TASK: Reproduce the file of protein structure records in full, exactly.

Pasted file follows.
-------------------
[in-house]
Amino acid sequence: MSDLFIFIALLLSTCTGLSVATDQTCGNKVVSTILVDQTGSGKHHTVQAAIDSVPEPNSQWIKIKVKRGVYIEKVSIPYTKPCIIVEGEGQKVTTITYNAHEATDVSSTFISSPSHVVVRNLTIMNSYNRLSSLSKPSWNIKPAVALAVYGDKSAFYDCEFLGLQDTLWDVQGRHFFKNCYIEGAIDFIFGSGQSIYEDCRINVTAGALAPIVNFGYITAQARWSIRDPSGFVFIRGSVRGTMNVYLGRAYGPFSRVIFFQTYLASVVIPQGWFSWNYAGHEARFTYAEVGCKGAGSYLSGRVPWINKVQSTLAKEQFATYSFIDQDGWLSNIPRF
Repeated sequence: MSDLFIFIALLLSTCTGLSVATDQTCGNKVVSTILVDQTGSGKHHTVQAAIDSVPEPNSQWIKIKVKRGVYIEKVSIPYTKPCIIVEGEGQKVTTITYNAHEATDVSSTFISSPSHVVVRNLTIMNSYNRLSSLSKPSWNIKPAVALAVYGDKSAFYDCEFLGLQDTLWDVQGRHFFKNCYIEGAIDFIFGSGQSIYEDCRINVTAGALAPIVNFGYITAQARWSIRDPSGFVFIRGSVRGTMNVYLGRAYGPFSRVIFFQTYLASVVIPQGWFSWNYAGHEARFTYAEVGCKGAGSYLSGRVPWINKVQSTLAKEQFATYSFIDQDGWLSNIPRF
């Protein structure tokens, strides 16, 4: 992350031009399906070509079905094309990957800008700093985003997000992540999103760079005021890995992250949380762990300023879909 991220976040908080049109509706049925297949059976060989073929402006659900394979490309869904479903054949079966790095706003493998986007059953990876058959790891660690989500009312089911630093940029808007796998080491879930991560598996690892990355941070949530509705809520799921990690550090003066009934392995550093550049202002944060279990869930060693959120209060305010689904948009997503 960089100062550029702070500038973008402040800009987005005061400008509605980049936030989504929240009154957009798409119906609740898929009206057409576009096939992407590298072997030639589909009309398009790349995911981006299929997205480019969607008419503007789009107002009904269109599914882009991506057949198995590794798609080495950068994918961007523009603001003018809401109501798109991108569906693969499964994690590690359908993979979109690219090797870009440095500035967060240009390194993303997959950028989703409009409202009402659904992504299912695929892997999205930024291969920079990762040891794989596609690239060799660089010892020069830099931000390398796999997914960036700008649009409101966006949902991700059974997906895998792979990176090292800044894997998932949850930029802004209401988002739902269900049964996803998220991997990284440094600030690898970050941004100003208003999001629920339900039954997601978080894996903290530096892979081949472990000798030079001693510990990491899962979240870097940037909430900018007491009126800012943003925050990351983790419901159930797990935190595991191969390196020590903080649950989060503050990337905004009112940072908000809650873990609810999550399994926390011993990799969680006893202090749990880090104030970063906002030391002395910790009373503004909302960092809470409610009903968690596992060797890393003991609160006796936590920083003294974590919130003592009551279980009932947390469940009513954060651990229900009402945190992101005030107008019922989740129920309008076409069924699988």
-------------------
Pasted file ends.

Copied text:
[in-house]
Amino acid sequence: MSDLFIFIALLLSTCTGLSVATDQTCGNKVVSTILVDQTGSGKHHTVQAAIDSVPEPNSQWIKIKVKRGVYIEKVSIPYTKPCIIVEGEGQKVTTITYNAHEATDVSSTFISSPSHVVVRNLTIMNSYNRLSSLSKPSWNIKPAVALAVYGDKSAFYDCEFLGLQDTLWDVQGRHFFKNCYIEGAIDFIFGSGQSIYEDCRINVTAGALAPIVNFGYITAQARWSIRDPSGFVFIRGSVRGTMNVYLGRAYGPFSRVIFFQTYLASVVIPQGWFSWNYAGHEARFTYAEVGCKGAGSYLSGRVPWINKVQSTLAKEQFATYSFIDQDGWLSNIPRF
Repeated sequence: MSDLFIFIALLLSTCTGLSVATDQTCGNKVVSTILVDQTGSGKHHTVQAAIDSVPEPNSQWIKIKVKRGVYIEKVSIPYTKPCIIVEGEGQKVTTITYNAHEATDVSSTFISSPSHVVVRNLTIMNSYNRLSSLSKPSWNIKPAVALAVYGDKSAFYDCEFLGLQDTLWDVQGRHFFKNCYIEGAIDFIFGSGQSIYEDCRINVTAGALAPIVNFGYITAQARWSIRDPSGFVFIRGSVRGTMNVYLGRAYGPFSRVIFFQTYLASVVIPQGWFSWNYAGHEARFTYAEVGCKGAGSYLSGRVPWINKVQSTLAKEQFATYSFIDQDGWLSNIPRF
């Protein structure tokens, strides 16, 4: 992350031009399906070509079905094309990957800008700093985003997000992540999103760079005021890995992250949380762990300023879909 991220976040908080049109509706049925297949059976060989073929402006659900394979490309869904479903054949079966790095706003493998986007059953990876058959790891660690989500009312089911630093940029808007796998080491879930991560598996690892990355941070949530509705809520799921990690550090003066009934392995550093550049202002944060279990869930060693959120209060305010689904948009997503 960089100062550029702070500038973008402040800009987005005061400008509605980049936030989504929240009154957009798409119906609740898929009206057409576009096939992407590298072997030639589909009309398009790349995911981006299929997205480019969607008419503007789009107002009904269109599914882009991506057949198995590794798609080495950068994918961007523009603001003018809401109501798109991108569906693969499964994690590690359908993979979109690219090797870009440095500035967060240009390194993303997959950028989703409009409202009402659904992504299912695929892997999205930024291969920079990762040891794989596609690239060799660089010892020069830099931000390398796999997914960036700008649009409101966006949902991700059974997906895998792979990176090292800044894997998932949850930029802004209401988002739902269900049964996803998220991997990284440094600030690898970050941004100003208003999001629920339900039954997601978080894996903290530096892979081949472990000798030079001693510990990491899962979240870097940037909430900018007491009126800012943003925050990351983790419901159930797990935190595991191969390196020590903080649950989060503050990337905004009112940072908000809650873990609810999550399994926390011993990799969680006893202090749990880090104030970063906002030391002395910790009373503004909302960092809470409610009903968690596992060797890393003991609160006796936590920083003294974590919130003592009551279980009932947390469940009513954060651990229900009402945190992101005030107008019922989740129920309008076409069924699988």